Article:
From U.S. SEC to Japan’s FSA, Rule Enforcement Progress Benefits Investors

Categories: Americas, Asia Pacific, Standards of Practice, US SEC
SEC

Insider trading, Ponzi schemes, fraudulent security offerings, and manipulation of stock — these all-too-common concepts were not invented in the 21st century. Rather, individuals and firms intent on getting a leg up by fraudulent means have been carrying out these misdeeds — and pursued by regulators — for decades. Unfortunately, the regulatory response has proven little deterrent for other offenders who believe they can get away with similar behavior. However, regulators in several jurisdictions are casting a stronger net to more aggressively identify and charge violators.

In June, the Japanese Parliament passed new laws that toughen penalties for insider trading violations. The new rules not only will significantly increase financial penalties but carry the potential for criminal penalties and public disclosure of the parties involved. According a recent Wall Street Journal Article, “A Financial Services Agency official said the new insider-trading rules will bring Japan in line with its international peers.” As we’ve discussed previously in this space, insider trading is clearly an international concern.

Meanwhile, the U.S. Securities and Exchange Commission recently announced three new programs for the Division of Enforcement. These new initiatives are intended to focus available resources “on high-risk areas of the market and bring cutting-edge technology and analytical capacity to bear in its investigations.” These initiatives will build upon the success the SEC displayed recently in finding and punishing violators of securities regulations.

According to the SEC’s press release, the initiatives are:

  • The Financial Reporting and Audit Task Force dedicated to detecting fraudulent or improper financial reporting, whose work will enhance the Division’s ongoing enforcement efforts related to accounting and disclosure fraud.
     
  • The Microcap Fraud Task Force targeting abusive trading and fraudulent conduct in securities issued by microcap companies, especially those that do not regularly publicly report their financial results.
     
  • The Center for Risk and Quantitative Analytics employing quantitative data and analysis to profile high-risk behaviors and transactions and support initiatives to detect misconduct, increasing the Division’s ability to investigate and prevent conduct that harms investors.

These new efforts come on the heels of a statement by SEC Chairman Mary Jo White that the SEC will limit the ability of defendants in civil cases to settle without admitting or denying their guilt. “Public accountability in particular kinds of cases can be quite important, and if you don’t get them, you litigate them,” White said at a recent conference, according to the Washington Post. According to the article, co-directors of the SEC’s enforcement division, responding to an email from the Post, said that “cases in which the defendant engaged in  ‘egregious intentional misconduct’ may justify requiring an admission, as would the obstruction of an SEC investigation or misconduct that harmed large numbers of investors.”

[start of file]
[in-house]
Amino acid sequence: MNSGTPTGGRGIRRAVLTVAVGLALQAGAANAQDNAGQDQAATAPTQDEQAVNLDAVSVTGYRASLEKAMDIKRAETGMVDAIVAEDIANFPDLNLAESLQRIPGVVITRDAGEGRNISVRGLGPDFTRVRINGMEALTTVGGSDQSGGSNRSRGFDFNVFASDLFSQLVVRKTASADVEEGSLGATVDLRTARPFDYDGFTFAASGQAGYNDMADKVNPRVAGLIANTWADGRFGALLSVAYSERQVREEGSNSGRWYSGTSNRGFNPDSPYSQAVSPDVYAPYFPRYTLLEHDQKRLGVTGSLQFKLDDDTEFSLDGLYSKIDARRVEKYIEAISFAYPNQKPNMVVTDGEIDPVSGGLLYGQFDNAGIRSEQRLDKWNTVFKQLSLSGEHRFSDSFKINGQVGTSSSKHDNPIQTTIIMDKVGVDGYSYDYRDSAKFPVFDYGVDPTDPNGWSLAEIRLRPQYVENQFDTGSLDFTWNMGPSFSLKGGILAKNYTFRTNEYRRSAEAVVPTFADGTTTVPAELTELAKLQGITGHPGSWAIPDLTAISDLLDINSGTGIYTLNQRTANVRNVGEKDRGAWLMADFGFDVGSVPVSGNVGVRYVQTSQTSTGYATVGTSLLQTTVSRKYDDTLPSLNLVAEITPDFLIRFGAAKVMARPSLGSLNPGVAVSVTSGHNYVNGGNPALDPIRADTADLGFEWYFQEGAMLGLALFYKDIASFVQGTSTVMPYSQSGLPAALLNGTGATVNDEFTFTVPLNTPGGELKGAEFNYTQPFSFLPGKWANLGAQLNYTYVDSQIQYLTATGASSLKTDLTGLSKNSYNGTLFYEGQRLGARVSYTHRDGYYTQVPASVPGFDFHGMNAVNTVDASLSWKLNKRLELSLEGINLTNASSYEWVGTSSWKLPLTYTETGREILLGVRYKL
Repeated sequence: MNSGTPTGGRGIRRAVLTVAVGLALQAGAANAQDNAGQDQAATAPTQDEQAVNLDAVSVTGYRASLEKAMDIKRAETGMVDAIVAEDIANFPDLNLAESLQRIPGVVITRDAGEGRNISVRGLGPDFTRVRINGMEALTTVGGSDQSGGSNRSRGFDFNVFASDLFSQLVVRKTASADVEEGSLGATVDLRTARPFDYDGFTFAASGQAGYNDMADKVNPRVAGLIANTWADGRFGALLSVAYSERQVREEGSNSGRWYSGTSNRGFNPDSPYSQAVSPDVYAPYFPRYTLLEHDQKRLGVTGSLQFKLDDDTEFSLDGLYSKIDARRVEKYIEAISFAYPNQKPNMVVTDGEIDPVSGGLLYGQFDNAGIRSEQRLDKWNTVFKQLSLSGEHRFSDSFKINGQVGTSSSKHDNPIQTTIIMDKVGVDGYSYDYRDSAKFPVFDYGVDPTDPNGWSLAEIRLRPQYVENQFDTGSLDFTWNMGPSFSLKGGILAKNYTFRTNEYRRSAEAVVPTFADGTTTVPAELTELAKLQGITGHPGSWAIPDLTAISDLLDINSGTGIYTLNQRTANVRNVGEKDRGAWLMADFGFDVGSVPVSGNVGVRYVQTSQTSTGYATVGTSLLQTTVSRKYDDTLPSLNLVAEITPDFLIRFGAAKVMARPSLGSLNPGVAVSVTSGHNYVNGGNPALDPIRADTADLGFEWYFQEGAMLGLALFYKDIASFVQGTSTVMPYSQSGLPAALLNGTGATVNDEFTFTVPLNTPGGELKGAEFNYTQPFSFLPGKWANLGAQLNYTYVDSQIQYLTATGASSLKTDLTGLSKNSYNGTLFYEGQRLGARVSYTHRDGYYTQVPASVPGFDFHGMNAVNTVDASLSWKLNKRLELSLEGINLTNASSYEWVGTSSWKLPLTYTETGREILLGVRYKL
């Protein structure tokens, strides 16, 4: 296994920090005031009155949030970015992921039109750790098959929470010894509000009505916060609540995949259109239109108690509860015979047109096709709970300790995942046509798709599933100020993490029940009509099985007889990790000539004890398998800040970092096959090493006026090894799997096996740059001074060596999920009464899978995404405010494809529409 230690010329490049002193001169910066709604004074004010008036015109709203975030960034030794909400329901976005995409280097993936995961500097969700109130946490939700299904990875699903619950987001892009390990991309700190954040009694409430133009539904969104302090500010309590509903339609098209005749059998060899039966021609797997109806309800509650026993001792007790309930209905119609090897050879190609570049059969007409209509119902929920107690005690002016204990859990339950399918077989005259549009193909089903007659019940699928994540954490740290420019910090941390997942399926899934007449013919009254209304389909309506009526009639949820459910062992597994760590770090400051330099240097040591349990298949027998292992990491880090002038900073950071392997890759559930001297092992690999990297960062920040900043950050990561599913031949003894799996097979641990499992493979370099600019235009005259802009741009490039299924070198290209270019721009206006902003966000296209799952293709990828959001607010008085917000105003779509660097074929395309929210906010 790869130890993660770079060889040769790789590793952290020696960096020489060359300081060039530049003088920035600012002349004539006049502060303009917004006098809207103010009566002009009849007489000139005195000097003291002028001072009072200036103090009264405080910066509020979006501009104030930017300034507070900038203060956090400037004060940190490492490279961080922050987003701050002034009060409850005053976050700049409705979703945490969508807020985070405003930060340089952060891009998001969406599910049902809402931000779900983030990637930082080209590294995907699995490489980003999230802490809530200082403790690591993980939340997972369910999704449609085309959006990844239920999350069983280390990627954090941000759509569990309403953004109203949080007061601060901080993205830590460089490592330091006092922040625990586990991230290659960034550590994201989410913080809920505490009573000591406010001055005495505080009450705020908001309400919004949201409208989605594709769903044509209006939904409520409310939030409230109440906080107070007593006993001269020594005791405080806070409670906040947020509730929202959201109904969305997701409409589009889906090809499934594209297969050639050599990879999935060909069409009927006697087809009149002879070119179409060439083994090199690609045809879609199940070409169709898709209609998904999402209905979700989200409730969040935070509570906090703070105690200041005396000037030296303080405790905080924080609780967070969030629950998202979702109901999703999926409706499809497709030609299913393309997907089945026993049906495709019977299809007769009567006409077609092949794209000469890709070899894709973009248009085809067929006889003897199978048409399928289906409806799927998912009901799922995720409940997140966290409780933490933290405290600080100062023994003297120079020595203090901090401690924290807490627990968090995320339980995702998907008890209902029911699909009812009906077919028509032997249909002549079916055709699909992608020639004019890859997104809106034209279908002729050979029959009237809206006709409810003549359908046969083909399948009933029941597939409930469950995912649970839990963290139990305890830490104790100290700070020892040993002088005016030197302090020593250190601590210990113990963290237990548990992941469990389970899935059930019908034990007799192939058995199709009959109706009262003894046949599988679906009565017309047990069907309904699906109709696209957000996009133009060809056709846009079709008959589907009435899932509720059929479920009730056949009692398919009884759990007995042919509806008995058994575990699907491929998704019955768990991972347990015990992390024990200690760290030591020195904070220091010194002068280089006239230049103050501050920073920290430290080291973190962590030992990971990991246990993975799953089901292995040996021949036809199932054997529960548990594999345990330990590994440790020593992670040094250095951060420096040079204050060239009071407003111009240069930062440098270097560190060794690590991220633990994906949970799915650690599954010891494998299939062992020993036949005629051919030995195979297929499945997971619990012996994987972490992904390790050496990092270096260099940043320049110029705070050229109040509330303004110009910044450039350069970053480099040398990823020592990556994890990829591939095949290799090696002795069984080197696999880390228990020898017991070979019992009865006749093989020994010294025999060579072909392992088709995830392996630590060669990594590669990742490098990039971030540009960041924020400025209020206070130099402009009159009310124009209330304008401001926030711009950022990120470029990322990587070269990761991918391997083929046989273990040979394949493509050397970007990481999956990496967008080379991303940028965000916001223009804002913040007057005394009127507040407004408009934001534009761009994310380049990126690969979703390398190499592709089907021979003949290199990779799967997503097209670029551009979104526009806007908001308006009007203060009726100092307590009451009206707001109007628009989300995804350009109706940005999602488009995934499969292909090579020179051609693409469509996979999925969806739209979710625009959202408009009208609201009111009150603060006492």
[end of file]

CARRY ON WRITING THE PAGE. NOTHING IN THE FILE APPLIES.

A subsequent article by professors Michael A. Santoro and Ronald J. Strauss in the Huffington Post, highlights the positives of this change: The current policy has allowed firms to pay larger and larger fines without admitting to wrongdoing; these fines essentially became a cost of doing business in the investment industry.

To regain some of the trust lost during the financial crisis, investors want regulators to hold firms and individuals accountable for their actions. “Moral values and sound business ethics are the lynchpins of healthy financial markets,” as Santoro and Strauss state, adding “The SEC should use its legal powers to motivate Wall Street firms to re-examine and reinvent their values and business ethics in order to bring the financial industry into greater alignment with the public interest.”

An industry based on trust requires a strong enforcement program to keep everyone adhering to the same fundamental ethical principles. CFA Institute and its members have continuously promoted high professional and ethical principles for investment professionals. The combination of a strong sense of personable responsibility and effectively enforced rules and regulations will positively convey to investors that investment professionals represent clients’ interests. The future of finance depends on it.

Learn more about our long-term global effort to shape a trustworthy, forward-thinking financial industry that better serves society.

 


Photo credit: ©iStockphoto.com/qingwa

One comment on “From U.S. SEC to Japan’s FSA, Rule Enforcement Progress Benefits Investors

  1. Glenn Doggett, CFA said:

    Subsequent to publishing this blog post, I learned of a March 2013 consultation paper from the U.K. Financial Services Authority (FSA). The organization was seeking input on changes to how it publishes information related to warning notices. The comment period ended in June, and policy updates will be added to the Financial Conduct Authority (FCA) Enforcement Guide before the changes are implemented.

    Do you have examples of enforcement practice changes in your market?

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